- Doctor appointment booker said to shrink local sales teams
- Technology startups pare jobs as they change direction
Doctor-appointment booking startup Zocdoc Inc. is cutting about 5 percent of its workforce as the company’s new chief executive officer shifts its focus toward large health-care organizations, according to a person familiar with the matter.
The company is cutting 33 jobs in its New York and Phoenix offices, said the person, who asked not to be identified because the matter is private. The majority of the reductions are in the local sales group, which is dedicated to smaller independent practices, while some positions in recruiting, office operations and information technology will also be eliminated, the person said.
Four months ago, co-founder Oliver Kharraz took the helm as CEO of the New York-based startup, with the promise of building deeper corporate partnerships with health systems. The headcount reductions are part of an effort to refine the company’s focus on the health systems business, which has doubled in size in the past year, the person said.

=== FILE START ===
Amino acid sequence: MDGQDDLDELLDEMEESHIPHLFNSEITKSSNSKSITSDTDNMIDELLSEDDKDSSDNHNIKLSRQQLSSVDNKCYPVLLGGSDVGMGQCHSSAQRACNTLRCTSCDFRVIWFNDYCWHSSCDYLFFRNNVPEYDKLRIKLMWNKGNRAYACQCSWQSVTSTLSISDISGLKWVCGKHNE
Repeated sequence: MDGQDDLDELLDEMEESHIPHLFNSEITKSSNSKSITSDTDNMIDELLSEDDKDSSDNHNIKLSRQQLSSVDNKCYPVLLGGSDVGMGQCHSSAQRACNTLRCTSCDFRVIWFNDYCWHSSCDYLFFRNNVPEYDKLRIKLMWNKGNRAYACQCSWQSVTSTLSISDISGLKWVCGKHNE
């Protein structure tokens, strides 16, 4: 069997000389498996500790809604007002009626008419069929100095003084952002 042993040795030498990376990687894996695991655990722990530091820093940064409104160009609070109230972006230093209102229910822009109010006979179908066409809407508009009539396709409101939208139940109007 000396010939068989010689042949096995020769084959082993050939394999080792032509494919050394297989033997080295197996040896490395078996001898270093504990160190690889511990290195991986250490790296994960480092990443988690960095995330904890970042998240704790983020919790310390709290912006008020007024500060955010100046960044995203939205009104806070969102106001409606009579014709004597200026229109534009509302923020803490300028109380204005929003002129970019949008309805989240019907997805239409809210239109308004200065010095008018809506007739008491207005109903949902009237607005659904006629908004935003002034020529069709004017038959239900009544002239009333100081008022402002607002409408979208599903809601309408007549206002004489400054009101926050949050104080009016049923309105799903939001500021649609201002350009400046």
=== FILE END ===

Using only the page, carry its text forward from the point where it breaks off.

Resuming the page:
“We have parted ways with talented individuals for whom we have great respect and appreciation,” the company said in a statement. “We are updating our staffing to match the strategic direction of our business and the evolution of the health-care industry since our start nearly a decade ago.”
Founded in 2007, Zocdoc provides medical professionals with an online scheduling tool for patients to book appointments. After the cuts, the company will have about 600 people across three offices. Zocdoc has raised $230 million and was last valued at $1.8 billion, according to the company.
U.S. doctors are increasingly working for hospitals instead of private practices. Only a third of physicians are projected to be independent by the end of this year, compared with 57 percent in 2000, according to a July 2015 report by Accenture Plc.
A slew of firings have hit technology startups since September, with more than 1,000 positions eliminated, according to data compiled by Bloomberg from company disclosures and news reports. The reasons vary. Some companies, such as Zocdoc, are making business-plan adjustments. Snapchat Inc. is abandoning plans for original content and eliminating staff, and messaging app developer Tango eliminated 9 percent of its workforce after a failed move into e-commerce.
Others are making deeper personnel cuts to pare expenses. Jawbone Inc., the maker of wearable fitness trackers, cut 15 percent of its workforce, or 60 employees, late last year to reduce costs.